KY Gross – freeriders + adjustments As documented in eval

OH Gross – freeriders + adjustments As documented in eval

NC Gross – freeriders + adjustments As documented in eval

SC Gross – freeriders + adjustments As documented in eval

IN Gross – freeriders + adjustments As documented in eval

CA Gross – freeriders Now looking at options

3 current ntg issues
3. Current NTG Issues

  • Are self response approaches biased…

    • Asks what they would have done after the program influenced their decisions.

  • Effective programs should increase freeridership – that is often the goal.

  • Current approaches penalize programs for being effective

    • Decreases apparent cost effectiveness

3 program focused ntg options
3. Program-Focused NTG Options

  • Self reports from participants

  • Self-reports from non-participants (with/without demo/phycho match)

  • Actions taken comparison group (parts pre-program or matched group)

  • Billing analysis by program and participant type

  • Participant pre and post decision model assessments

  • Business/customer decision model comparisons

  • Change cause exposure analysis, SEM type or simplified approach

3 market focused ntg options
3. Market-Focused NTG Options

  • Measure penetration studies by sector/segment

  • Market adoption rate and or adoption stage studies by sector/segment

  • Expert opinion of manufacturers, industry officials, trade allies, contractors, market experts, etc.

  • Market based business decision model analysis

  • Message exposure analysis trend line and exposure

  • Actions taken comparison group by type of program within the market

  • Billing analysis across market segments, sectors

  • Historical market-based portfolio offering analysis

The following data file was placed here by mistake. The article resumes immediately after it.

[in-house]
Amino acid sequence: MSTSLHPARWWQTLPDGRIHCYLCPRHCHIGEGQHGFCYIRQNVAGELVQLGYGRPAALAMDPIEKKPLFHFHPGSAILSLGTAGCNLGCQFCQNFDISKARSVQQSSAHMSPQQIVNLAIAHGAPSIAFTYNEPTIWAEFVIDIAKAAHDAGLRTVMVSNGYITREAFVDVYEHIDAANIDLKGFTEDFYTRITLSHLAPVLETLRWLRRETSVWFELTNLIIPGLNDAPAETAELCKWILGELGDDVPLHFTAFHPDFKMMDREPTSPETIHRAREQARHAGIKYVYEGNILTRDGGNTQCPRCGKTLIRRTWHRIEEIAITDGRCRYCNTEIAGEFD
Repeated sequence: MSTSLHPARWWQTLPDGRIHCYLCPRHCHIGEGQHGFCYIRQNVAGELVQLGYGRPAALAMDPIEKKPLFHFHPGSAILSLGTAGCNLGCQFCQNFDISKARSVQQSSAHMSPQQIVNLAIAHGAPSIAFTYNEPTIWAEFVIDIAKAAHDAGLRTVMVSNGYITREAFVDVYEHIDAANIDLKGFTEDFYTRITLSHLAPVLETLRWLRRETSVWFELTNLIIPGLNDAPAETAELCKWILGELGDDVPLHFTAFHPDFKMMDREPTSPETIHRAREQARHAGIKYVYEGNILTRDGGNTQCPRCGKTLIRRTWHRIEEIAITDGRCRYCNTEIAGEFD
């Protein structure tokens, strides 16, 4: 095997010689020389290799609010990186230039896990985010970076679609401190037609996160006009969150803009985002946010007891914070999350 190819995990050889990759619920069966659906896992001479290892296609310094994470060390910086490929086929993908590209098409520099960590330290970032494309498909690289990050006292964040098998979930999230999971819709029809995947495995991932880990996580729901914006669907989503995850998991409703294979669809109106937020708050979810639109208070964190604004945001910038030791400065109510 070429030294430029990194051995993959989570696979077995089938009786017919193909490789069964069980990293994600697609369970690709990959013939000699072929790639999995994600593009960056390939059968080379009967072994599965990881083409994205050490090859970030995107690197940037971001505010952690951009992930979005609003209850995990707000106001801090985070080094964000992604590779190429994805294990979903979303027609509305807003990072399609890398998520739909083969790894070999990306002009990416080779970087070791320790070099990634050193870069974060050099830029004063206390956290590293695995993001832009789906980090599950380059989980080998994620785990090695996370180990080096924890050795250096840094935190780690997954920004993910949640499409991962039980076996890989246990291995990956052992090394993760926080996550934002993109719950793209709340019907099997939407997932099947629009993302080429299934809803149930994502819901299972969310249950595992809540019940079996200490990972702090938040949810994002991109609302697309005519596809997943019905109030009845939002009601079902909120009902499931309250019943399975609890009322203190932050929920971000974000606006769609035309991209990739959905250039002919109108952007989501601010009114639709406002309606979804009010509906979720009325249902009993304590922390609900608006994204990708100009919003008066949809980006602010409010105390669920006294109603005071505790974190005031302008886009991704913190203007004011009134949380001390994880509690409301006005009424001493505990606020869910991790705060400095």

• Complementary supporting program assessment across market sectors

  • NTG influence components within market effects studies

4 critical evaluation policy questions for regulators
4. Critical Evaluation Policy Questions for Regulators

Do we now…

  • Set policies that limit Effective Useful Lives so that savings have no value past 20 years?

  • Value energy savings below policy thresholds or supply cost?

  • Not value greenhouse gas achievements at their estimated value?

  • Discount achievements until they have no value?

  • Require energy efficiency to cheaper than the price of fossil fuel or we won’t consider it for inclusion in a program?

4 evaluation related state issues
4. Evaluation Related State Issues

Do our discounting policies make energy savings worthless after 20 years…

  • Should the savings in year 20 be worth more or less than today’s savings?

  • Does it make sense to discount the energy needs of our future years so that they have no value in today’s decisions?

4 evaluation related state issues1
4. Evaluation Related State Issues

Should we value energy saved at…

  • current fossil-based avoided cost,

  • market price at time of saving,

  • Consumer retail cost,

  • Avoided cost of renewable energy,

  • Other approach?

4 evaluation related state issues2
4. Evaluation Related State Issues

How should we evaluate greenhouse gas savings…

  • Annual grid average?

  • Average annual distribution average?

  • Hourly weighted average?

  • Hourly dispatched net load change assessment x the carbon output of the plants not used at each hour?

4 evaluation related state issues3
4. Evaluation Related State Issues

Should we value greenhouse gas savings at…

  • Policy based fixed price,

  • Market price for carbon-dioxide,

  • U.S. long-term societal cost,

  • World long-term societal cost,

  • Other approach?

5 a look into the future
5. A Look Into The Future

Changes I see coming…

  • Avoided cost will be set equal to the full lifecycle cost of wind energy (or other renewable).

  • There will be no discounting of future savings.

  • Technologies will have full EUL.

  • Greenhouse gas will be valued at the societal cost of expected damage.

  • Utilities will be the financing centers for capturing energy savings.

  • It will be cost effective to rebuild most homes.

  • Utilities can have large profit centers for EE.

  • Public regulation and oversight will be more dominate.

Thank you
Thank You

Nick Hall

TecMarket Works

165 West Netherwood Road

Suite A, 2nd Floor

Oregon, Wisconsin 53575

608 835 8855

[email protected]